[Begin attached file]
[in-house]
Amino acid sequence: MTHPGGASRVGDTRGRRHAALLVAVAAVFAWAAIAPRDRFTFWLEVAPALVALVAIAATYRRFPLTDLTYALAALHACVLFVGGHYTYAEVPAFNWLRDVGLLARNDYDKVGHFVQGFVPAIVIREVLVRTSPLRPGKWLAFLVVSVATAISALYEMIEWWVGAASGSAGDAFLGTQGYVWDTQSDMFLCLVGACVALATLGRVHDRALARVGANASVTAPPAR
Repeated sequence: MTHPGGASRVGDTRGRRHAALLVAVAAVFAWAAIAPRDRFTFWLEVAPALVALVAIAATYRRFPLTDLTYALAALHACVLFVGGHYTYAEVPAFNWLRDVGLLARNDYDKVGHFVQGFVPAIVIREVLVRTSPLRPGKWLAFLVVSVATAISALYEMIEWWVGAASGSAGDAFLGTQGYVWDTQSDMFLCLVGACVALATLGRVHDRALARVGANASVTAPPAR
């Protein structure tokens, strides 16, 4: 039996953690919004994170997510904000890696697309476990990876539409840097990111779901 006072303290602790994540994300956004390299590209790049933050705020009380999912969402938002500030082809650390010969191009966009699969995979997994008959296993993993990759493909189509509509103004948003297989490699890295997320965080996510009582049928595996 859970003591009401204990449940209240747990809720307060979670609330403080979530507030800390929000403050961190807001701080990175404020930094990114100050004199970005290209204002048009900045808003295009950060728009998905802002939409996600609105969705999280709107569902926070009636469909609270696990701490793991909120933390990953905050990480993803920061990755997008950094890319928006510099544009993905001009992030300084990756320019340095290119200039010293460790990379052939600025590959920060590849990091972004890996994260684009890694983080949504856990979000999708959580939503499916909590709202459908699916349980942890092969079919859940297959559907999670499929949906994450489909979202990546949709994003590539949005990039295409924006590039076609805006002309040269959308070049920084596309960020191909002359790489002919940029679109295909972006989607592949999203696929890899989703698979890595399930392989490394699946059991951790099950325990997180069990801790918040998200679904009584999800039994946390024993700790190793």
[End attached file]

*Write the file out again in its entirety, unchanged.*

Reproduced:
[in-house]
Amino acid sequence: MTHPGGASRVGDTRGRRHAALLVAVAAVFAWAAIAPRDRFTFWLEVAPALVALVAIAATYRRFPLTDLTYALAALHACVLFVGGHYTYAEVPAFNWLRDVGLLARNDYDKVGHFVQGFVPAIVIREVLVRTSPLRPGKWLAFLVVSVATAISALYEMIEWWVGAASGSAGDAFLGTQGYVWDTQSDMFLCLVGACVALATLGRVHDRALARVGANASVTAPPAR
Repeated sequence: MTHPGGASRVGDTRGRRHAALLVAVAAVFAWAAIAPRDRFTFWLEVAPALVALVAIAATYRRFPLTDLTYALAALHACVLFVGGHYTYAEVPAFNWLRDVGLLARNDYDKVGHFVQGFVPAIVIREVLVRTSPLRPGKWLAFLVVSVATAISALYEMIEWWVGAASGSAGDAFLGTQGYVWDTQSDMFLCLVGACVALATLGRVHDRALARVGANASVTAPPAR
């Protein structure tokens, strides 16, 4: 039996953690919004994170997510904000890696697309476990990876539409840097990111779901 006072303290602790994540994300956004390299590209790049933050705020009380999912969402938002500030082809650390010969191009966009699969995979997994008959296993993993990759493909189509509509103004948003297989490699890295997320965080996510009582049928595996 859970003591009401204990449940209240747990809720307060979670609330403080979530507030800390929000403050961190807001701080990175404020930094990114100050004199970005290209204002048009900045808003295009950060728009998905802002939409996600609105969705999280709107569902926070009636469909609270696990701490793991909120933390990953905050990480993803920061990755997008950094890319928006510099544009993905001009992030300084990756320019340095290119200039010293460790990379052939600025590959920060590849990091972004890996994260684009890694983080949504856990979000999708959580939503499916909590709202459908699916349980942890092969079919859940297959559907999670499929949906994450489909979202990546949709994003590539949005990039295409924006590039076609805006002309040269959308070049920084596309960020191909002359790489002919940029679109295909972006989607592949999203696929890899989703698979890595399930392989490394699946059991951790099950325990997180069990801790918040998200679904009584999800039994946390024993700790190793």